“Can we change the channel? I have seen this movie a thousand times. I know it from beginning to end by heart”. That’s the constant moan of football fans while watching the Spanish football league, or “La Liga”. Every season La Liga is a two horse race for the title (Real Madrid and Barcelona) with the rest of the field fighting just for a profitable European berth.
How a league, with most of world’s best players, including 90 percent of the World/European’s Champions national team (Spain) and Messi plus Ronaldo, can be boring? Simple, the main purpose behind any league/cup is to exalt the human trait of competitiveness while, in the process, finding the best competitor. The greater the challenge to obtain the title as the best, the greater the reward, not only for the winner but also for those of us not included in the competition too (the fans/source of the pride that comes with the reward). It is there, in the challenge, where La Liga becomes a parody of itself year after year. To be accurate, it is not year after year since La Liga has been that predictable from its inception.
Through the history of the Spanish football’s league, 54 out of the 82 leagues played have been won by either Barcelona or Real Madrid, an astonishing 66 percent. Only during the decades of 1930 and 1940 there were more than three different teams proclaimed as champions. Also, none other league among Europe’s “big five” (England, Spain, Germany, Italy and France) has such a concentration of titles in so few teams. The closest comparable case amongst them would be the Italian League, dividing most of its titles between: Juventus (29 titles), Internazionale (18) and AC Milan (18).
Still, there is a more extreme example of trophy monopolization than Spain, just a single step west – the Portuguese league. Since its birth, in 1934, the coveted Portuguese title has only been in the hands of five teams: Benfica, Porto, Sporting CP, Belenenses and Boavista. From this select group of teams, Benfica and Porto had been crowned champions 59 out of the 79 tournaments played (75 percent of the time). While, from the three remaining teams, only Sporting CP has won more than once.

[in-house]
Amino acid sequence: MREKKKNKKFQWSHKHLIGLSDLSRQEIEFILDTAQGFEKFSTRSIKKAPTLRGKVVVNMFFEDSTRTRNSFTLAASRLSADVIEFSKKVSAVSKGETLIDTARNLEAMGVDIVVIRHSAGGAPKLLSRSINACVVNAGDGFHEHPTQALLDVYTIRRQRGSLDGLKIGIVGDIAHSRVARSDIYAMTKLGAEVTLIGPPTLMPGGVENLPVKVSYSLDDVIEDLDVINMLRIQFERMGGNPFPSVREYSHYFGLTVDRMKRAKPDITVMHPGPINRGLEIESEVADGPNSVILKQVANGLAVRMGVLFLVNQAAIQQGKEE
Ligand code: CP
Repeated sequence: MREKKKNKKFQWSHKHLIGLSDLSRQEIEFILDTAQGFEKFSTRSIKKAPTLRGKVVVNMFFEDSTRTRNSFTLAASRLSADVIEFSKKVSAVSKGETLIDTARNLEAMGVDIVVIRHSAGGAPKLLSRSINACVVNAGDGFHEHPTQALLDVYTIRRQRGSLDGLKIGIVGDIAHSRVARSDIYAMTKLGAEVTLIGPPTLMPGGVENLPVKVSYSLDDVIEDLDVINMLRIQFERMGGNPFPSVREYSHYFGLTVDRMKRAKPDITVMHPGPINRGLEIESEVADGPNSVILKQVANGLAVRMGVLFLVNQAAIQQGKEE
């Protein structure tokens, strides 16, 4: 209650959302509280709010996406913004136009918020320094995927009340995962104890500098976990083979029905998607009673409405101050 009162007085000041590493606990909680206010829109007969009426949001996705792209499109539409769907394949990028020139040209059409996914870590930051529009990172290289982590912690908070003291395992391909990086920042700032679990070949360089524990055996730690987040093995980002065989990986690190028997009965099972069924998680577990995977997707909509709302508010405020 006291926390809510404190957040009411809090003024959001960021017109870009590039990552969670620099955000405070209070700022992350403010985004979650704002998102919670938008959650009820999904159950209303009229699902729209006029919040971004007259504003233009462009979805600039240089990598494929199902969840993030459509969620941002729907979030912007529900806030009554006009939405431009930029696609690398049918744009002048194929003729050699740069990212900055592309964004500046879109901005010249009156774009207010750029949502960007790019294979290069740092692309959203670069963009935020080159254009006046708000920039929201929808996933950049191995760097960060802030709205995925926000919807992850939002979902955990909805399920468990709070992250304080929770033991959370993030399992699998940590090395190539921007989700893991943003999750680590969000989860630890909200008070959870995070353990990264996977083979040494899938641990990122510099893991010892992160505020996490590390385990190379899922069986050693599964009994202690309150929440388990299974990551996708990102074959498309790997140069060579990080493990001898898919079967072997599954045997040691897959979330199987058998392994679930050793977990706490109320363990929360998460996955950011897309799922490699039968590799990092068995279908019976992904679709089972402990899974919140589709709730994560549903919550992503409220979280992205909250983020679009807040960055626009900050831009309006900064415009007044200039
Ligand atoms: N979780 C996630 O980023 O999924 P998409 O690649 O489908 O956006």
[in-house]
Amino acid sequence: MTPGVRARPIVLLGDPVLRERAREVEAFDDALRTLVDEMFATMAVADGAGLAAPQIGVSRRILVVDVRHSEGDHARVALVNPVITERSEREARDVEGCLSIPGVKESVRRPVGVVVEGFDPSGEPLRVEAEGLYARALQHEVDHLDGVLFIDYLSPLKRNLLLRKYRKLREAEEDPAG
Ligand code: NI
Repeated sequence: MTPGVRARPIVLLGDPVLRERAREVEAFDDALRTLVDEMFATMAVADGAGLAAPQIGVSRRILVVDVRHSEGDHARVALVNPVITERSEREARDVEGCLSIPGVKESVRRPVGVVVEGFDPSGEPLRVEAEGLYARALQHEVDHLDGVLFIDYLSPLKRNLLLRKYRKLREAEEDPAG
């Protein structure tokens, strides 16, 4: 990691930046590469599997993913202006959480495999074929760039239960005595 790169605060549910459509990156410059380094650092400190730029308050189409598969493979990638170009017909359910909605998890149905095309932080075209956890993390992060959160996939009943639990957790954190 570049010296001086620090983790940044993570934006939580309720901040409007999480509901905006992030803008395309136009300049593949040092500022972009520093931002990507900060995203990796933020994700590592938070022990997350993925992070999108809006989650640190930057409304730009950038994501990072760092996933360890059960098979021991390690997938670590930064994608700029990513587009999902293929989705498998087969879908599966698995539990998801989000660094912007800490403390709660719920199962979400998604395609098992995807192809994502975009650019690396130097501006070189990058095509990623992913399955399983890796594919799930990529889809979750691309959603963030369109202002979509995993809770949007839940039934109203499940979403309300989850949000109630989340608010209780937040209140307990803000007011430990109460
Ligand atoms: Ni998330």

Moreover, the Portuguese case becomes increasingly rare, with Porto winning almost non-stop for the last 15 years, if we have in mind the fact that every season the team’s best player are sold to the biggest club in Europe (ex: Carvalho, Deco, Hulk, Falcao, etc.). Even a coach has been sold in the departure of Vilas-Boas from the city of Porto. Yet, an influential factor to consider in the “trophy concentration process” has to be the smaller number of teams playing the tournament- the Portuguese league is played by only 16 teams since 2007 compared to 18+ in the other leagues-, but with 70 teams playing throughout La Primeira Liga’s history the extremely low number of different champions remains appalling.
Finally, there are some things in life that you just have to leave to the British, secret agents (James Bond) and football. Where the Iberian Peninsula fails the English Premier League excels. With 4 to 5 teams on average every season fighting for the title, the Premier league tells the story we all want to see. Not in vain it is the most watched football league in the world (4.7 billion people in 212 territories according to the premier league site). So, let us leave the anticlimactic tournaments to the king of boredom: the Iberian Peninsula.
PD: The dominance exposed by Porto in its local league talks volumes about the excellent administration and the remarkable scout system that the “Dragões” possess. Also, with the transfer of Gotze, Alcantara and the arrival of Guardiola, the Bundesliga may suffer from the Iberian virus in a not so distant future.